2.  Passive aggression and/or resentment – Over time, Janet is likely to find herself silently angry at the people in her life.  Her desire to be kind will suppress that anger but unexpressed anger often turns into passive aggression.  We are being passive aggressive when we make sharp comments, crack sarcastic jokes, or make subtle actions that let a little of our negative feelings seep out (e.g., doing the favor but in a half-assed fashion). Making matters worse, mounting resentment is the biggest destroyer of relationships.   Communicating your feelings is the only way to avoid resentment, although it requires taking the risk that the other person might not be happy to hear that you are upset or they may not take responsibility for what has upset you.  The outcome doesn’t matter as much as the fact that you spoke up for yourself.  Speaking up also puts people on notice that they will be informed when they have done something that has upset you. This alone can make people tread more lightly.

3.  Reduces ability to enjoy other people and activities  - At one point Janet made the guilt-laden confession that she didn’t even enjoy going to her son’s ball games.  She said she feels so stressed while she’s there, thinking of all the things she still needs to get done that it takes away from her ability to enjoy the game.  I really can’t imagine that her son doesn’t pick up on his mom’s lack of enthusiasm.  Your level of engagement in an activity or a person is impossible to hide.  What message do we send our loved ones by being present but disengaged?  Being present but disengaged is not better than being absent.  By attending less frequently and recharging herself in the interim, she would get more enjoyment from his games and be more of an active and engaged participant in her son’s life.

4. Stress and Depression – the definition of stress is having more demands than you can handle.  People Pleasing can turn into a vicious cycle of chronic stress and unhealthy behaviors.  If you have the constant feeling like you are too busy and doing everything for everyone else but yourself, you might be stuck in this cycle.  Stress and depression can be medicated but that won’t break the cycle.  If pulling out of the cycle seems overwhelming, identify one small place you can start.  Identify one responsibility you have taken on that you can cancel to free up some time for yourself.  Work from there.  Find one person in your life to share your plan with and ask them to help you implement it.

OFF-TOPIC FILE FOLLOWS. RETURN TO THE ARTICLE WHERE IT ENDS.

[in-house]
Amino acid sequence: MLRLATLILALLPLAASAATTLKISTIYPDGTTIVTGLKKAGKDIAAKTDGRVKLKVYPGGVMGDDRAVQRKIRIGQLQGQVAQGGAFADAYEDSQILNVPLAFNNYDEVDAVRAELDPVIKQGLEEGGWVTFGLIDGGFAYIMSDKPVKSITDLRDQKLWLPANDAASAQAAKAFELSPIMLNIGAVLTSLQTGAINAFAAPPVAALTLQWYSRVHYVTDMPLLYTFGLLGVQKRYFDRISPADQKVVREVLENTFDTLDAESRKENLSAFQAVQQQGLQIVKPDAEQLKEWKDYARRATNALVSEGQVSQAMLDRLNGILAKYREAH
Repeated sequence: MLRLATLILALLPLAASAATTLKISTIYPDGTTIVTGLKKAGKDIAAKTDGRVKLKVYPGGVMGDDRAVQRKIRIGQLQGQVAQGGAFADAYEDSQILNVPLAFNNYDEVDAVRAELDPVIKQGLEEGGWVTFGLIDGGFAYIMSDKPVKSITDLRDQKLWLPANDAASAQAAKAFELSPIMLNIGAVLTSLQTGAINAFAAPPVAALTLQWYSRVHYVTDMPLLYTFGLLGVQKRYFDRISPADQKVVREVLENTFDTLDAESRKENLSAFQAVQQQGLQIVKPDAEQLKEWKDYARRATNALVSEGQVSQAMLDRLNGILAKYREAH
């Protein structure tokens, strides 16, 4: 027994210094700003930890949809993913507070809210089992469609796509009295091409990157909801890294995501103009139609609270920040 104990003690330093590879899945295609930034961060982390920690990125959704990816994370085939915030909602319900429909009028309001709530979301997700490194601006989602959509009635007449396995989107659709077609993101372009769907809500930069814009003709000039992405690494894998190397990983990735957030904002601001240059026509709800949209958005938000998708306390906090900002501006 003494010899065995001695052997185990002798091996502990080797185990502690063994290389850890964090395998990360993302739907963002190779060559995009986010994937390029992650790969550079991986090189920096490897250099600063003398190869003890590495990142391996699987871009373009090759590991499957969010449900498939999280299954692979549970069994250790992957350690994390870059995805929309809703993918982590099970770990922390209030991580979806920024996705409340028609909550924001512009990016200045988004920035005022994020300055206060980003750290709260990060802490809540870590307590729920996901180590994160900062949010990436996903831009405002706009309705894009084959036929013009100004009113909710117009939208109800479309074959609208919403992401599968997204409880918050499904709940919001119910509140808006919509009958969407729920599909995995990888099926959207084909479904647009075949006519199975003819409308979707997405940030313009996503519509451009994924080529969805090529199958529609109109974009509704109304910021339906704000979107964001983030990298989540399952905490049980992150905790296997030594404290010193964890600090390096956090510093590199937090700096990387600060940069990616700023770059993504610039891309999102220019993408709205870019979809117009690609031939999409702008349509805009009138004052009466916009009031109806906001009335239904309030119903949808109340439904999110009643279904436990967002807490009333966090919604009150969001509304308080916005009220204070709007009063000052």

5. Be taken advantage of –  By always saying yes to requests for favors, people may begin to take advantage of your kindness by asking for more than is reasonable.  Even worse, you may become the target of exploitive people because they will quickly see that you can’t say no and take as much as they can from you.  Even people who are generally not exploitive may take advantage because they don’t realize that you are overtaxing yourself and have difficulty understanding where your boundaries are because you have set none.  Either way, requests from other people will become overwhelming.  We teach people how to treat us by the behavior we accept or reject from them.  If someone takes advantage of you, it is only their fault once.  After that it is your fault for not teaching them different.  Teaching different means setting boundaries about what you can and cannot do, and what you will and will not accept.  Once you have established this, sticking to it is important.  The other challenge is that if everyone is used to you saying yes, they may feel disappointed or angry when you begin to say no.  It is extremely important to ignore feelings of guilt. You deserve to take care of yourself, it is nothing to ever feel guilty about.  Keep reminding yourself of the Red Cross Truck.

Sherry Pagoto, Ph.D., is an Associate Professor of Medicine, Division of Preventive and Behavioral Medicine, Department of Medicine at the University of Massachusetts Medical School.